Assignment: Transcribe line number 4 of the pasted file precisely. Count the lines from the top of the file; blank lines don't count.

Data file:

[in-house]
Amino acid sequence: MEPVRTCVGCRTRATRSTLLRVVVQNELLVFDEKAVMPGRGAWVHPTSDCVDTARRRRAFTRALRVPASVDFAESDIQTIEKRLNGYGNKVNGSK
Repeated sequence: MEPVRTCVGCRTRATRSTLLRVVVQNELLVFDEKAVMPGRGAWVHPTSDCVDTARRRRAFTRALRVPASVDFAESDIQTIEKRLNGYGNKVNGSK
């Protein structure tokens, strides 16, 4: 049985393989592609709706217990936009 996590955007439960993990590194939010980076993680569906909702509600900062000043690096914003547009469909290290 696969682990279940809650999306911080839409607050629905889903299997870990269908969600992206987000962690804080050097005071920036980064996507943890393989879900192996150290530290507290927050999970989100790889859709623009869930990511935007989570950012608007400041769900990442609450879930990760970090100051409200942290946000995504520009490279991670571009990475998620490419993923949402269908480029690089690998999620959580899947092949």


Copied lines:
């Protein structure tokens, strides 16, 4: 049985393989592609709706217990936009 996590955007439960993990590194939010980076993680569906909702509600900062000043690096914003547009469909290290 696969682990279940809650999306911080839409607050629905889903299997870990269908969600992206987000962690804080050097005071920036980064996507943890393989879900192996150290530290507290927050999970989100790889859709623009869930990511935007989570950012608007400041769900990442609450879930990760970090100051409200942290946000995504520009490279991670571009990475998620490419993923949402269908480029690089690998999620959580899947092949």